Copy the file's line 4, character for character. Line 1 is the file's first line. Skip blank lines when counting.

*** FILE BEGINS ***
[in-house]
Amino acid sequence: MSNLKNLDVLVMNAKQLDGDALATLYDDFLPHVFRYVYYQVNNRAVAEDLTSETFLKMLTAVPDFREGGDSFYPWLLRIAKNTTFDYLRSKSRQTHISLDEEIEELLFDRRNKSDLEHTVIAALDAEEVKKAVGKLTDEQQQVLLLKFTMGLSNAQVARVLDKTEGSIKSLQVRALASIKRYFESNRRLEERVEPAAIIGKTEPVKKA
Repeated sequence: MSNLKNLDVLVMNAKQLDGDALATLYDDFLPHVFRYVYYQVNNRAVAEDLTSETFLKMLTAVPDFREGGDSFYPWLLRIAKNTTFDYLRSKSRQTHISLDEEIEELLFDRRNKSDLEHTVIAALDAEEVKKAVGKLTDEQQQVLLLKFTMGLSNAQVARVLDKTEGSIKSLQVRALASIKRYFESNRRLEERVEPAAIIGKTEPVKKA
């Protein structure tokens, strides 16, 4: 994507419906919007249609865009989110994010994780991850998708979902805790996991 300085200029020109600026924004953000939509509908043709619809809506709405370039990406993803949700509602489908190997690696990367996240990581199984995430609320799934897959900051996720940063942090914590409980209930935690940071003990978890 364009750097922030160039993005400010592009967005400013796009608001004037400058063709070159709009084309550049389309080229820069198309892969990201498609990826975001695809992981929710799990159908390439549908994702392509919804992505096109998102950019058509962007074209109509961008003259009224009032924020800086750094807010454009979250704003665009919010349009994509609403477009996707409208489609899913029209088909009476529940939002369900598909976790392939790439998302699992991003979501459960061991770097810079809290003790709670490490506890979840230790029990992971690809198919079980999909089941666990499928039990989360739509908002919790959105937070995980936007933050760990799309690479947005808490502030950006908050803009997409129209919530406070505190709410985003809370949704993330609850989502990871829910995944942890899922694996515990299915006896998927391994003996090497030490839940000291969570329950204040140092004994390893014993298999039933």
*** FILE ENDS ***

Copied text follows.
């Protein structure tokens, strides 16, 4: 994507419906919007249609865009989110994010994780991850998708979902805790996991 300085200029020109600026924004953000939509509908043709619809809506709405370039990406993803949700509602489908190997690696990367996240990581199984995430609320799934897959900051996720940063942090914590409980209930935690940071003990978890 364009750097922030160039993005400010592009967005400013796009608001004037400058063709070159709009084309550049389309080229820069198309892969990201498609990826975001695809992981929710799990159908390439549908994702392509919804992505096109998102950019058509962007074209109509961008003259009224009032924020800086750094807010454009979250704003665009919010349009994509609403477009996707409208489609899913029209088909009476529940939002369900598909976790392939790439998302699992991003979501459960061991770097810079809290003790709670490490506890979840230790029990992971690809198919079980999909089941666990499928039990989360739509908002919790959105937070995980936007933050760990799309690479947005808490502030950006908050803009997409129209919530406070505190709410985003809370949704993330609850989502990871829910995944942890899922694996515990299915006896998927391994003996090497030490839940000291969570329950204040140092004994390893014993298999039933």